The headlines read “Coming this fall! The all-new Ford Maverick, starts under $20,000 and gets 40 mpg”. The problem is, that truck isn’t getting built.
Ford has built big hype on their new compact truck that comes standard as a hybrid and opens a new area of the market – a big one. In June, reservations opened for the 2022 Ford Maverick and since over 100,000 people have signed up to be the first to order one.
As tens of thousands of those reservations have converted to hard orders, buyers have been waiting for their confirmation for a build date which Ford has said will be this fall. In July a trickle of builds began to get scheduled and continued slowly into August and then into September. But by Labor day a clear pattern had formed, 2.0-liter EcoBoost trucks were getting scheduled for build dates, hybrids by-in-large are not.
For the past few weeks thousands of hybrid customers who have placed their orders up to three months ago have been watching with growing concern and anger as Maverick EcoBoost orders placed as little as two weeks ago have been getting scheduled but theirs have not. Ford has been silent, dealerships mostly clueless as to why.
This week the news got even more grim when a Ford bulletin went out to dealerships nationwide on Tuesday stating, “Until further notice hybrid orders will not be selected for scheduling”. This means that no more hybrid Mavericks will roll down the assembly line for an indefinite period of time.
We have reached out for Ford over the past week and again this week and have yet to get any answers as to why. The reasons as to what could be the hold up range widely from the obvious – the semiconductor shortage plaguing all car companies and manufacturing. That would be the easy answer.
There could also be supplier issues for certain components of the hybrid system either from an outside company or from Ford’s own manufacturing operations such as the lithium ion battery or hybrid transmission both of which are made by Ford in Michigan plants. There could also be a quality issue that has popped up – we don’t know. To speculate on any one, would be just that – just speculation as Ford isn’t talking.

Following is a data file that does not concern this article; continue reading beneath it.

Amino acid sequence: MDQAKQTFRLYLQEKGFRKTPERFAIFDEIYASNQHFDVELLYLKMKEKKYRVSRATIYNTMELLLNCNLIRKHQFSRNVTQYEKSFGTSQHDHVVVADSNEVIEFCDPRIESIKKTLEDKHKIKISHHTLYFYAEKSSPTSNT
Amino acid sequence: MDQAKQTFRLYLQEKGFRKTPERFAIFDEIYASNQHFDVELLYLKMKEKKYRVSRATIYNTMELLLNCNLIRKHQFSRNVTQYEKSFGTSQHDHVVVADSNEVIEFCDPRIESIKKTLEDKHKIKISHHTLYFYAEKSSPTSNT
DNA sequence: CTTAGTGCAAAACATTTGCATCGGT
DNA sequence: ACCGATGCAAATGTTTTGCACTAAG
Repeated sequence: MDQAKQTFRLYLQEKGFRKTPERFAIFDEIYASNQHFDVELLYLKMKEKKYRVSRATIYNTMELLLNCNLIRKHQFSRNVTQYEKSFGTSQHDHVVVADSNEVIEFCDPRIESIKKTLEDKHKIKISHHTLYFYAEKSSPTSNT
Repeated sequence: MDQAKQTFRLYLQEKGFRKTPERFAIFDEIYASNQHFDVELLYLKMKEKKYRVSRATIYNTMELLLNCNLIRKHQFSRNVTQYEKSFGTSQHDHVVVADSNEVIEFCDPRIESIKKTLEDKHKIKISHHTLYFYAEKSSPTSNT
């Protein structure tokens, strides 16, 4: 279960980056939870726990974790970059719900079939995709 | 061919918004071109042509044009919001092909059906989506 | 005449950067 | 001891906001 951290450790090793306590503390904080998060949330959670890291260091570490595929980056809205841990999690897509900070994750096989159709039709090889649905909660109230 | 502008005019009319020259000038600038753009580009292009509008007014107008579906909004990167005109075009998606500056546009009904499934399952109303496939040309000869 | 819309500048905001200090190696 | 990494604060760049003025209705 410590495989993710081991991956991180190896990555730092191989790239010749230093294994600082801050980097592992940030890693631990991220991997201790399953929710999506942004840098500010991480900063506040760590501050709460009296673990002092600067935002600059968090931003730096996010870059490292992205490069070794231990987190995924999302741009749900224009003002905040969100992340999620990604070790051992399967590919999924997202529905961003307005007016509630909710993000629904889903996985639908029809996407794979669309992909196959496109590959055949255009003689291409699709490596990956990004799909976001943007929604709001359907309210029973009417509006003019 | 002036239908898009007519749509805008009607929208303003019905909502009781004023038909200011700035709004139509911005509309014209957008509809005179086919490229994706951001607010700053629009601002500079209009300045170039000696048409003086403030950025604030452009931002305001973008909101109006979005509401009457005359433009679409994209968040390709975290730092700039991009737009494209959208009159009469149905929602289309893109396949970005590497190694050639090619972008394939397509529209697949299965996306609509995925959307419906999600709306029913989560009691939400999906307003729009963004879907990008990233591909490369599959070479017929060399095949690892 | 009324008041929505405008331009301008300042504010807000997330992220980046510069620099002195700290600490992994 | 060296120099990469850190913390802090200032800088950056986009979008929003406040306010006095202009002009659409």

For now though, let’s take what we do know and do some math. While 100,000 reservations sounds salacious, reservations are not the same thing has hard customer orders. Ford has not disclosed how many orders they have to build, but reporting online from various sources including various Ford Maverick forums, Facebook and Reddit groups and including most recently Tim Bartz, a sales representative at Long MacArthur Ford in Kansas on his weekly live webcast to customers, suggests about 20-30% conversion rate from reservations.
Though anecdotal, that gives us in the neighborhood of 20,000-30,000 Maverick orders out there. If we factor in the widely reported mix of hybrid orders hovering at 60 percent conservatively you have anywhere from 13,000-19,000 hybrid customers waiting for a truck to be built.
This is well beyond what Ford had expected which was the opposite at a mix of 30% hybrid and 70% EcoBoost which is what they planned on for production. This alone could be a lot of the hold up as their machine to build these trucks only planned on enough parts and capacity for a 30% take rate.